[Grammar] I'm satisfied with studying medicine.

beachboy

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I'm satisfied with studying medicine.
I'm satisfied studying medicine.

Is the second sentence right? If so, is there any difference between the two sentences?
 

beachboy

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Anybody there?
 

SoothingDave

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I'll say there could be some slight difference. "With studying medicine" could imply that there were other options (studying law, etc.) but that this one choice is satisfying. Or "I wanted to be a rock singer, but I'm satisfied with studying medicine."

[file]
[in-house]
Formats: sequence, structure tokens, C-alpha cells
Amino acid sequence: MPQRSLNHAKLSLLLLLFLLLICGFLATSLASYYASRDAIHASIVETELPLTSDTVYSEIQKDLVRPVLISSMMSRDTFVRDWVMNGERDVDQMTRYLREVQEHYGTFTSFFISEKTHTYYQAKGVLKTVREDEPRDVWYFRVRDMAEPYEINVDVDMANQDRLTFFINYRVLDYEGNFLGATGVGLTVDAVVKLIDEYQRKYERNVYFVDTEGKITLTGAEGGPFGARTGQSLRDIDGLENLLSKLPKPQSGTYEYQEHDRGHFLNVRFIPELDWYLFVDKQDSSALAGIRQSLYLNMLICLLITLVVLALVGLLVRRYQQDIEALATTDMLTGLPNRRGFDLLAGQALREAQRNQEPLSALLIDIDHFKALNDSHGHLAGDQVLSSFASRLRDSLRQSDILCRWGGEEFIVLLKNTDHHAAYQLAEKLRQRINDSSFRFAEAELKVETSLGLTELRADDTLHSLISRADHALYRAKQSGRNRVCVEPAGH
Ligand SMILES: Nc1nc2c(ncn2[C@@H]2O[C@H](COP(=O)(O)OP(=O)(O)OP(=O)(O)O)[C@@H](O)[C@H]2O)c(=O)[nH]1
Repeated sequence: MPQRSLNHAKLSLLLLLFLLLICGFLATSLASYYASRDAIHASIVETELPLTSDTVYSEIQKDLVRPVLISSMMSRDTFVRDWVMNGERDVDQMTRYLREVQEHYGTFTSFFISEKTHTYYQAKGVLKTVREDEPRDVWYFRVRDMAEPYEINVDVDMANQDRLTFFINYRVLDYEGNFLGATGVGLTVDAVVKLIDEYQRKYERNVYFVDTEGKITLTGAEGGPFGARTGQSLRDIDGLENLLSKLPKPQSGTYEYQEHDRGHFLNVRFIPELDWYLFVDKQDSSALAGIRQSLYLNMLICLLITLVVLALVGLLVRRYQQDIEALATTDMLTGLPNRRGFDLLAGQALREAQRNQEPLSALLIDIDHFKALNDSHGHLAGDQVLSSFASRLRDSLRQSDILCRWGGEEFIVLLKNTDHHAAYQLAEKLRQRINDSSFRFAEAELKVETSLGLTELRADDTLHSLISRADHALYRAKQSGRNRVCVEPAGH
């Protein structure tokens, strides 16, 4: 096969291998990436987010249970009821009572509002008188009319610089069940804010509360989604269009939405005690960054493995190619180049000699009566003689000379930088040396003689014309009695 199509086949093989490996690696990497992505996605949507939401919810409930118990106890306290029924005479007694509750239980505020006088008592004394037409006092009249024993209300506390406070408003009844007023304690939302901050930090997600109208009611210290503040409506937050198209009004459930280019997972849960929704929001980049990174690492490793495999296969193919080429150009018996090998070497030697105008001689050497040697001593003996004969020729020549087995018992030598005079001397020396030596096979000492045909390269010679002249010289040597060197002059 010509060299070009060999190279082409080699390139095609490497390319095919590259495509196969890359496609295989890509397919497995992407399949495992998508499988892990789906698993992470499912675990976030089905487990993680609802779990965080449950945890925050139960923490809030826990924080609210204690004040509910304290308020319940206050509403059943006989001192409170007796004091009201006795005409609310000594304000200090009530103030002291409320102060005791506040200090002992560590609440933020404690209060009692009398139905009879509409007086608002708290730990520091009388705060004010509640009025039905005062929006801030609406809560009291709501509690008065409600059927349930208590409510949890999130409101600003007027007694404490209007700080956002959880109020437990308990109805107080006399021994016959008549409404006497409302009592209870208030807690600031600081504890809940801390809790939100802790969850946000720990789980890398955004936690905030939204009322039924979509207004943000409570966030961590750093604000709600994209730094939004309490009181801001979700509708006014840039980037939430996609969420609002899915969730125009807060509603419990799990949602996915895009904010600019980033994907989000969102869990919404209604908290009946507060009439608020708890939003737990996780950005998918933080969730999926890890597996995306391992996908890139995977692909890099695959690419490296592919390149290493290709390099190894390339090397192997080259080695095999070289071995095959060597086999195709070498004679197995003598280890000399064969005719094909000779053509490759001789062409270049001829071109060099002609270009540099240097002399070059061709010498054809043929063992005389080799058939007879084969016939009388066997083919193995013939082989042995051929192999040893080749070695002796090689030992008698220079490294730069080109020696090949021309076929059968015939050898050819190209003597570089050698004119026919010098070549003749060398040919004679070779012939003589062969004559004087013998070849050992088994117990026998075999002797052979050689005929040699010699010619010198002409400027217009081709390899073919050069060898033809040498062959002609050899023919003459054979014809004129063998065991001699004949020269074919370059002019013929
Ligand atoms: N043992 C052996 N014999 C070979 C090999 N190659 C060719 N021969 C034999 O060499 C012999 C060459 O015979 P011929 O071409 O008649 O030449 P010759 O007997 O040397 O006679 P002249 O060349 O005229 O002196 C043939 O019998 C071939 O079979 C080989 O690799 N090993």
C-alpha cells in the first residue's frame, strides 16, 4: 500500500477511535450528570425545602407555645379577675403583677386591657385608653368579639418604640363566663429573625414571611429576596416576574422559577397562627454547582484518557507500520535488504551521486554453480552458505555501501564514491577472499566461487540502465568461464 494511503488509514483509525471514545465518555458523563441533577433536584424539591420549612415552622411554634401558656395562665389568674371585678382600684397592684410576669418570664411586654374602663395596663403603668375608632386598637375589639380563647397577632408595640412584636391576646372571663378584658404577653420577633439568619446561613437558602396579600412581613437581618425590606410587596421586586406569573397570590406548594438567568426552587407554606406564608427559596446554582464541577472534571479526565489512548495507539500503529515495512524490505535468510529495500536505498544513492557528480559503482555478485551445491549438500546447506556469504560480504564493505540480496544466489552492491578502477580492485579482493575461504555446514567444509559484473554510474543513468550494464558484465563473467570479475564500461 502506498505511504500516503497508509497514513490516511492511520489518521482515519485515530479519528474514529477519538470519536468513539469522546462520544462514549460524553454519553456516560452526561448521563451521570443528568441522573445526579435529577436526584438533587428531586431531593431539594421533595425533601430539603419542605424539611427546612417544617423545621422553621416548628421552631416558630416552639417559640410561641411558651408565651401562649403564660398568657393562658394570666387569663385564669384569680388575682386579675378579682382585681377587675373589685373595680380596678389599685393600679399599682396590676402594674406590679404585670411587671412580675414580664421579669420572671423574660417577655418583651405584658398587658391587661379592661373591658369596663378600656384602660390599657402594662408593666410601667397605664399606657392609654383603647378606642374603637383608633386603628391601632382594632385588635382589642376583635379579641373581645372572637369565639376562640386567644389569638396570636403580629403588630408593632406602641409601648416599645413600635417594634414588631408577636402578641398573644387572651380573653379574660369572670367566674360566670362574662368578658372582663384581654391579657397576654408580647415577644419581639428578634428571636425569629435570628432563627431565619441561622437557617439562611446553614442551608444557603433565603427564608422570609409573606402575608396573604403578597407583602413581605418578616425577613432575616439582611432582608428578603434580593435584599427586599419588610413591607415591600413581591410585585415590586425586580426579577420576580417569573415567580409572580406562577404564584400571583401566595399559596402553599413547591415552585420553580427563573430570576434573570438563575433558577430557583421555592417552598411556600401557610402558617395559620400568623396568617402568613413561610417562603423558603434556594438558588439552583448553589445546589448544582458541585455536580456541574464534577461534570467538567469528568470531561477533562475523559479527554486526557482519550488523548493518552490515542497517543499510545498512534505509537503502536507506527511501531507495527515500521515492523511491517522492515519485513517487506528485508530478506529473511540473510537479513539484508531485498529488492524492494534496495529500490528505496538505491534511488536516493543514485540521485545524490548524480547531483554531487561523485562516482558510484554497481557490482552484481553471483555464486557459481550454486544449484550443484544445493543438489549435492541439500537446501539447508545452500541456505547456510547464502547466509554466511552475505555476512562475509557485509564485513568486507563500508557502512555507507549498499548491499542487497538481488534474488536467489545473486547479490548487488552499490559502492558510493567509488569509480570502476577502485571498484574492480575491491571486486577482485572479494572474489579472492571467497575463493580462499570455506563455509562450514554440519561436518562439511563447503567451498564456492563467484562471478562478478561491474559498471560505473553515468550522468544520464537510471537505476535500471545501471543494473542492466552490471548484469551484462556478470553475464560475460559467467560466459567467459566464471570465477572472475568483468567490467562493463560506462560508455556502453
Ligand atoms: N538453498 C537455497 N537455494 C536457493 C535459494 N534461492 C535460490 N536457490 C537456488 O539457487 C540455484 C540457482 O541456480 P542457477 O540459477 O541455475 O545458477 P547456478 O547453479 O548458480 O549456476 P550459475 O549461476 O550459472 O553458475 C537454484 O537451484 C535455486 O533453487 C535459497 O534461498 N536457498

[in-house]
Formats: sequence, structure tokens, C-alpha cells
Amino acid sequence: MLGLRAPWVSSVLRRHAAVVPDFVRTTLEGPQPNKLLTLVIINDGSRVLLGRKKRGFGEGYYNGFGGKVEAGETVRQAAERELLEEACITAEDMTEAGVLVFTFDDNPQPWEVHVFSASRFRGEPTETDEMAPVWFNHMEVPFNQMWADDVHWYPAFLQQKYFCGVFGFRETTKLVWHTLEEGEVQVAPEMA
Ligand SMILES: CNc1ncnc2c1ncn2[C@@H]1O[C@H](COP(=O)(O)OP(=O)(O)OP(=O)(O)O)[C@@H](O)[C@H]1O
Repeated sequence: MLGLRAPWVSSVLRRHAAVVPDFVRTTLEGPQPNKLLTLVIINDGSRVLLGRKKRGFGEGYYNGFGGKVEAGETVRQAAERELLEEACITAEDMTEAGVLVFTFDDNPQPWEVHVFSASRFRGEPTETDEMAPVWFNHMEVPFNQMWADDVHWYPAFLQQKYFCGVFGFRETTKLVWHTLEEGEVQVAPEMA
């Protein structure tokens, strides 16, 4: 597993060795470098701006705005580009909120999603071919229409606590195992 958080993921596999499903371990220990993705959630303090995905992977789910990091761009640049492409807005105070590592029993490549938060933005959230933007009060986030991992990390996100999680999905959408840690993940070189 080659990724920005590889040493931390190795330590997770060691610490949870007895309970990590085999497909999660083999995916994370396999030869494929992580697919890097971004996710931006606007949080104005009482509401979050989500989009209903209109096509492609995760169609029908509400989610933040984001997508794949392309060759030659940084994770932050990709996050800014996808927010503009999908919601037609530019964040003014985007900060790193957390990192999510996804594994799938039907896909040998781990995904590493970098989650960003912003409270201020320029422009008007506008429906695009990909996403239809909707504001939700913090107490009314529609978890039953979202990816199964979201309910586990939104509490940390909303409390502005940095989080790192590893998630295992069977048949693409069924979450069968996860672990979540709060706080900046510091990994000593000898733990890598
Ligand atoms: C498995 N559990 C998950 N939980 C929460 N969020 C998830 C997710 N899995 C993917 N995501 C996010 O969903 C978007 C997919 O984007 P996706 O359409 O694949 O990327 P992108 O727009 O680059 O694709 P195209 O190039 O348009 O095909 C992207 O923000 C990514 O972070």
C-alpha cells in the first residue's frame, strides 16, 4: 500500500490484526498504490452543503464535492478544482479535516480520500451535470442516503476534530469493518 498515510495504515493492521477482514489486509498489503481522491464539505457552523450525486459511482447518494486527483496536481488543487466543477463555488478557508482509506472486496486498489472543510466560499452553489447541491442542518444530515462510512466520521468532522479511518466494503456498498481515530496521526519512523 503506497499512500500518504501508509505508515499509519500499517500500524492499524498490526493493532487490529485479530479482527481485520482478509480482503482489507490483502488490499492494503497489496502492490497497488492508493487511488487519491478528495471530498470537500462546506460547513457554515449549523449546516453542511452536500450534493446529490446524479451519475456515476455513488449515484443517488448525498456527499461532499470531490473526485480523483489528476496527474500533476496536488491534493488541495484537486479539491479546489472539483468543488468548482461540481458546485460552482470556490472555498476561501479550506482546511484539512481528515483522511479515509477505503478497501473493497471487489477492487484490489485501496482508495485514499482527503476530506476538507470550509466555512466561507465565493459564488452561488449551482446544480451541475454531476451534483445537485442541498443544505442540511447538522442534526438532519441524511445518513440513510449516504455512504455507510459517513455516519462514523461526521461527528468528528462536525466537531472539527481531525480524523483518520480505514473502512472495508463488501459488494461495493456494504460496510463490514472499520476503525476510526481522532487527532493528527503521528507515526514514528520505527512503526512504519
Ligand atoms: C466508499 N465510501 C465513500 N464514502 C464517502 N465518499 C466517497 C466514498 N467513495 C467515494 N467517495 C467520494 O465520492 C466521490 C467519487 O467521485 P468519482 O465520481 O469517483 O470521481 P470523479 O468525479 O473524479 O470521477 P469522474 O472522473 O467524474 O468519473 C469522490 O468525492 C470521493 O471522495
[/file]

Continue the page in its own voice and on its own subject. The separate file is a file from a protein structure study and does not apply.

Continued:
"Satisfied studying medicine" states that the act of the studying brings satisfaction. This state of affairs makes me happy.

Context matters, like always.
 

Rover_KE

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You had to wait a long time for an answer, beachboy, because you didn't give any context and we were all trying to figure out what you meant.
 

beachboy

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I didn't know what the difference was, that's why I didn't even try to contextualize!
 
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